Praha . Prague . Praga . Prag


This past weekend I had the opportunity to explore the capital city of Czech Republic, Prague.  I attempted to capture all of the history & magic through photographs, but I think it would be best if you just added it to your bucket list [& take me with you].


naturally, the first stop was lunch [baked goat cheese salad]

*after our Uber from the airport to the hostel broke down*


happily enjoying a beer for $1.03 [25 czk] in front of the oldest working astronomical clock



views from the Charles Bridge [+ me]



left my mark on the John Lennon wall & had a mini photo session


St. Vitrus Cathedral on the grounds of the castle

*for the record the cathedral looks more castle than the castle*

last attempts at capturing the beauty of the city


~spring break inspiration~

This post may lack food for thought but this city did not, especially in the food department.



A breath of fresh air.

I had the opportunity to spend some time in two Onderbouw classrooms at the Montessori school.  This group of students range from the ages of four to six.  Typically, not the age group I gravitate toward.

A little bit of my preconceived [mostly wrong] notions about these little friends

  • They are adorable
  • They cry a little too easily
  • They don’t realize when their nose is running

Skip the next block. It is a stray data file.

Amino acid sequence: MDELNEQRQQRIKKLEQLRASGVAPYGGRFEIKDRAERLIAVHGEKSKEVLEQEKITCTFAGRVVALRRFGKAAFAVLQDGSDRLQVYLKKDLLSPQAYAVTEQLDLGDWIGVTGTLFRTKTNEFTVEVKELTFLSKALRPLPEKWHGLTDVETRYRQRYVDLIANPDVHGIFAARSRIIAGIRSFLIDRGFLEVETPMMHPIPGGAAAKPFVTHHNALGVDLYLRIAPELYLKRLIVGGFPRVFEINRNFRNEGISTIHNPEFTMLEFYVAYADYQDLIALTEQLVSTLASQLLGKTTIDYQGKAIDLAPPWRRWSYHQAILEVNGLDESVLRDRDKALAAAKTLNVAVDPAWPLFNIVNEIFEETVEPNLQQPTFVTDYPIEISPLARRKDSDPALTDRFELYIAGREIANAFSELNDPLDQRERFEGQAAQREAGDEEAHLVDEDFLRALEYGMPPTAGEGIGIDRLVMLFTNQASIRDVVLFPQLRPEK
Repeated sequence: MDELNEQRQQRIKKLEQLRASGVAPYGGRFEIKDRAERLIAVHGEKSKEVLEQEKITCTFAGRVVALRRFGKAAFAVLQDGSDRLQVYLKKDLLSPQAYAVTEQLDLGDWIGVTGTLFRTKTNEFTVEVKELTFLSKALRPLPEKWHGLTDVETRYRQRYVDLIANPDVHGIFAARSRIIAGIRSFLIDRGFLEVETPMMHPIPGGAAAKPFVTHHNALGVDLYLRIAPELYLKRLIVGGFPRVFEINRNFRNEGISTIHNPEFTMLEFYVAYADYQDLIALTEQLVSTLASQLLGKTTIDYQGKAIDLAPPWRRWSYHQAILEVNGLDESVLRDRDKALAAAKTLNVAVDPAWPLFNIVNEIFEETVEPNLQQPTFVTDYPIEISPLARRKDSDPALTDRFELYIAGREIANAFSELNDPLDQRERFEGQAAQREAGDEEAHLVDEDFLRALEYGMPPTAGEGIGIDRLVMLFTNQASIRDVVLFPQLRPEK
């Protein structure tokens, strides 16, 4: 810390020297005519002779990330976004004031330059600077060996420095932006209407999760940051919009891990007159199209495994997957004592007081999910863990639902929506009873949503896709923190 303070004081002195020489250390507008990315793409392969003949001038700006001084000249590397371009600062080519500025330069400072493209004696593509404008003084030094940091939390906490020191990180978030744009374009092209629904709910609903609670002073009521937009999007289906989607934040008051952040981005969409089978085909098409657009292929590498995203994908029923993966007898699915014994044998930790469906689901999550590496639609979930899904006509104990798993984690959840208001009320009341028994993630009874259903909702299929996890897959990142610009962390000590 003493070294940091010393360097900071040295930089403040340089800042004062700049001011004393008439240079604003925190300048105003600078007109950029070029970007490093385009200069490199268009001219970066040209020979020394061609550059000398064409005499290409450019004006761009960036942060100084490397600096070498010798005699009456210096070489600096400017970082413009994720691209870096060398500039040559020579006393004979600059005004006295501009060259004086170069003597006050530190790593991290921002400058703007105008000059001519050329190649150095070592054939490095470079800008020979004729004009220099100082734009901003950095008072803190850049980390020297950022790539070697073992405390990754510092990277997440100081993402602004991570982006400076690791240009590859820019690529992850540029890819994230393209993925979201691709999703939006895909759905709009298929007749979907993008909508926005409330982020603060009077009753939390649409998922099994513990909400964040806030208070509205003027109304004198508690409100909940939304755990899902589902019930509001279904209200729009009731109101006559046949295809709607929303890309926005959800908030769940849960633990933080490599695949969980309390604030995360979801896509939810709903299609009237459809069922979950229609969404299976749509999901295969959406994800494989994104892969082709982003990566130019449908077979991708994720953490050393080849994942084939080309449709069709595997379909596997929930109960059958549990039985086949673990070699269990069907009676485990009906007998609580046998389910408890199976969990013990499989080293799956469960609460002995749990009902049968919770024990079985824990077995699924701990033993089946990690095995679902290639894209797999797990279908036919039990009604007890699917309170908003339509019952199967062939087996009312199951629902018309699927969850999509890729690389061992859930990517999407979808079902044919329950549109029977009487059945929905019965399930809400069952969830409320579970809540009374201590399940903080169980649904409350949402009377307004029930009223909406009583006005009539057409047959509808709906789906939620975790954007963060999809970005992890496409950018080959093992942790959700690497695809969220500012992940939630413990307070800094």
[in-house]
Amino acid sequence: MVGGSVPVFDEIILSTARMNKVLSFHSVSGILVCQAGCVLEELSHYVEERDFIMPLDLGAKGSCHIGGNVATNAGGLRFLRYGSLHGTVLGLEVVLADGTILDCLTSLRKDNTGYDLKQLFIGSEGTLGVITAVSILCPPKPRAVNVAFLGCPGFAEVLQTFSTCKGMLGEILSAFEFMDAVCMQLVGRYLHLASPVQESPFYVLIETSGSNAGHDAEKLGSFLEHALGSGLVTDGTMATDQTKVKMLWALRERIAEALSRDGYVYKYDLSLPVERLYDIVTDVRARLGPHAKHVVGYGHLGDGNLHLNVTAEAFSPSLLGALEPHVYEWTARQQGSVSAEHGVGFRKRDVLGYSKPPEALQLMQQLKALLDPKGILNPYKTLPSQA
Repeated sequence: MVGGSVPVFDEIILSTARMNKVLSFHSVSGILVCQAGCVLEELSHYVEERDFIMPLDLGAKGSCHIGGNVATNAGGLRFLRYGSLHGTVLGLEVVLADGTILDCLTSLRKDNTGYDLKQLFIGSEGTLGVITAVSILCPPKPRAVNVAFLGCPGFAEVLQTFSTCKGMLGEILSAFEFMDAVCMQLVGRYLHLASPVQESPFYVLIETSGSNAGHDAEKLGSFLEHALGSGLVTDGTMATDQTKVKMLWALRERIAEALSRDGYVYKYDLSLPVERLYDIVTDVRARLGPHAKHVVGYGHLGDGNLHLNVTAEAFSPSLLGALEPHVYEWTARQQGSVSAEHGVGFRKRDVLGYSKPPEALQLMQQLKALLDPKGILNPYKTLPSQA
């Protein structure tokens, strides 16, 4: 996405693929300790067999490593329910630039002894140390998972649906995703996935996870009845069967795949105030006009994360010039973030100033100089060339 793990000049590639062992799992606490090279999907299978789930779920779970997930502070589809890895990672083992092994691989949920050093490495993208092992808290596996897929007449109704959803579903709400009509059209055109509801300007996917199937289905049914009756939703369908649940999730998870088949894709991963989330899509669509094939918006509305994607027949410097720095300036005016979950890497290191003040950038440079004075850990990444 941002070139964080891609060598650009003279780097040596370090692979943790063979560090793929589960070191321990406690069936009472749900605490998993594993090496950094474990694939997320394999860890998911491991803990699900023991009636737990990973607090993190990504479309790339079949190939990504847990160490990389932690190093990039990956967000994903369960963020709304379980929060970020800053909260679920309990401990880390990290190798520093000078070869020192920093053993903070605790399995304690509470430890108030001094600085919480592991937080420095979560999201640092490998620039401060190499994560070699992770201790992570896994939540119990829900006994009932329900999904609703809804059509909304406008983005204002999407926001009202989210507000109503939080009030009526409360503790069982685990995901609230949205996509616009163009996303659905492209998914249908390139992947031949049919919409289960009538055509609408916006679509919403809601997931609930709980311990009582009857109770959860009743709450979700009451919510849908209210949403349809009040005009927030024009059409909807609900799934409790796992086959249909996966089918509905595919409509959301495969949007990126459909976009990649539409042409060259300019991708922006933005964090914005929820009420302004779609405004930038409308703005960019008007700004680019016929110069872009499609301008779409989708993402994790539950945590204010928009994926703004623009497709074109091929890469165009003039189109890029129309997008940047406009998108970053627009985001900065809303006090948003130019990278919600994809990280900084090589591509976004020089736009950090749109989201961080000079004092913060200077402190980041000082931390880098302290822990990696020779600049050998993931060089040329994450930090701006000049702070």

• They don’t understand my preferred communication – sarcasm
  • I don’t have enough patience

The literal translation of Onderbouw is foundation or base and these students are truly receiving a foundational or base centered curriculum.  I feel extremely lucky to have the opportunity to learn from teachers and an administration that seem to have found a relatively realistic balance between meeting standards set by the government and, for lack of a better term, allowing kids to be kids.  A montessori school naturally lends itself to a more independent, child directed, education but I can’t help think some of these techniques would be refreshing in general education classrooms in The States.  It’s important for these students, especially at their young age, to be able to explore their own learning and cultivate their innate curiosity.  So much learning can come out of “play” and of late it’s easy to get caught up in a strictly teacher centered classroom.  I’m happy to admit I was wrong and pleasantly surprised by the growth of the students and myself.

A little bit of what I have learned, specifically, about these children:

  • They are adorable
  • They might cry
  • They are independent
  • They are problem solvers
  • They are energizing
  • They are curious
  • They are loving
  • They are tough
  • They are teachers

**Verdicts still out on the runny noses, language barriers are minimal, I do have patience**


Amsterdam & a little more


Left a little piece of me in Amsterdam last weekend & took away a little inspiration.

I’ve always said the most attractive quality is passion.  The love of love here is contagious. I am an optimistic person to begin with [sometimes to a fault] but the simple yet intense passion of daily life given off by every person I’ve encountered is intriguing. They keep saying it’s the sprinkles on everything (literally, everything) but I think it’s their understanding of a slower paced purposeful lifestyle.